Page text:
10. 10. Tier Business Data Lake C O M P A R E T O Top-Down (EDW) Bottom-up (Data Mart) Storage Process ALL Data Structured data Structured data Cost Low High Medium Effort Low High Low Ingestion Process ALL Data Sources Multiple structured Data Sources Multiple structured Data Sources Cost Low High, due to effort Medium, due to effort Effort Low, as all data flows in to the lake High, due to data alignment into EDW Medium, due to data alignment into data mart Distilation Done on demand based on business needs, allowing for identifying new patterns and relationships in existing data. This process is a differentiator Already distilled and structured data, does not allow for further distillation Already distilled, structured and aggregated data, does not allow for further distillation Processing Capable of handling analytics on the data in the lake This process is a differentiator Not possible directly on the EDW Not possible directly on the data mart Insights Ability to analyze data as required. Allows for data exploration and so enables the discovery of new insights that were not directly visible Analysis needs to be defined upfront and hence is rigid to the business need Analysis needs to be defined upfront and hence is rigid to the business need Action Ability to integrate with Business Decisioning systems for the next best action Technically feasible, but not effective due to data latency Technically feasible, but not effective due to data latency Unified Data Management MDM and RDM on relevant data. Effective MDM and RDM strategies exist, but possibility of over-engineering Effective MDM and RDM strategies exist, but possibility of over-engineering 10 Traditional BI vs. Business  Data Lake – A comparison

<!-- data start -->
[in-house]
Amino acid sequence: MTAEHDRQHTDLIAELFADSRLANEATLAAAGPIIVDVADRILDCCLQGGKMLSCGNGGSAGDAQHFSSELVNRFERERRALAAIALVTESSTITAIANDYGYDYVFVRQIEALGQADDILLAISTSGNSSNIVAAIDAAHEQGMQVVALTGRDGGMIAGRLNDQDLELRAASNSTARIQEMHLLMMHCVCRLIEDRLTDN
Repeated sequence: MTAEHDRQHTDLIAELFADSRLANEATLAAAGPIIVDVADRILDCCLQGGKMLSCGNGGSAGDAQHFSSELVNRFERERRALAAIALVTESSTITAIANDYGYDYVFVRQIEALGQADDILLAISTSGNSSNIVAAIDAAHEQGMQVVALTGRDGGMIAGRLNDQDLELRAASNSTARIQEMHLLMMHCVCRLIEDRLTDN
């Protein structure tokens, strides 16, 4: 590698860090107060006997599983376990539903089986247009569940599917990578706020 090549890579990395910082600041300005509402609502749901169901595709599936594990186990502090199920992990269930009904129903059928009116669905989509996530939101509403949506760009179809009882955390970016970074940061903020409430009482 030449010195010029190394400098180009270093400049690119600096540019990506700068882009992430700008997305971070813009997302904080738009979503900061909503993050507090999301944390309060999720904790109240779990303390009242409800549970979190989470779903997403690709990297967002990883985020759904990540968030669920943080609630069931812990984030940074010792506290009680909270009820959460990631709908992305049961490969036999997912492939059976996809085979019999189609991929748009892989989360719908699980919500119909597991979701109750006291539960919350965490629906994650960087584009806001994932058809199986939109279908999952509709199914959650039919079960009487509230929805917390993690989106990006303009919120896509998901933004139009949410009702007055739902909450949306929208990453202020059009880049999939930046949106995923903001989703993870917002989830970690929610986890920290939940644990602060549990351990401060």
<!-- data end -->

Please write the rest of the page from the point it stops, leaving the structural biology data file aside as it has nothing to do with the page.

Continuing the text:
11. 11. 11 As we see, a Business Data Lake is able to: • Receive and store high volume and volatile structured, semi-structured and unstructured data in near-real time using low cost commodity hardware • Provide a platform to perform near-real time analytics and business processing on the data in the lake • Provide a business view that is tailored to specific LOBs as well the enterprise. The Business Data Lake does this in a way which enables users to reduce the business solution implementation time, by: • Eliminating the dependency of data modelling up-front and thereby letting all data flow in • Reducing the time taken to build robust ETL process to load the data into the structured data stores, which are bound to change • Eliminating an over-engineered metadata layer • Providing the capability to view the same data in different dimensions and derive new patterns and relationships that lie within the data. A Business Data Lake is a simple but powerful approach to solve business problems. It caters to ever-changing business needs by allowing for storage of all data and providing the capability of deriving actionable insights from any kind of data, yet working in a transparent and seamless fashion, in an enterprise-wide environment. Pivotal the way we see it
  12. 12. About Capgemini With almost 140,000 people in over 40 countries, Capgemini is one of the world’s foremost providers of consulting, technology and outsourcing services. The Group reported 2013 global revenues of EUR 10.1 billion. Together with its clients, Capgemini creates and delivers business and technology solutions that fit their needs and drive the results they want. A deeply multicultural organization, Capgemini has developed its own way of working, the Collaborative Business ExperienceTM, and draws on Rightshore®, its worldwide delivery model. Find out more at www.capgemini.com/bdl and www.gopivotal.com/businessdatalake Or contact us at bim@capgemini.com The information contained in this document is proprietary. ©2014 Capgemini. All rights reserved. Rightshore® is a trademark belonging to Capgemini. MCOS_GI_AP_20140805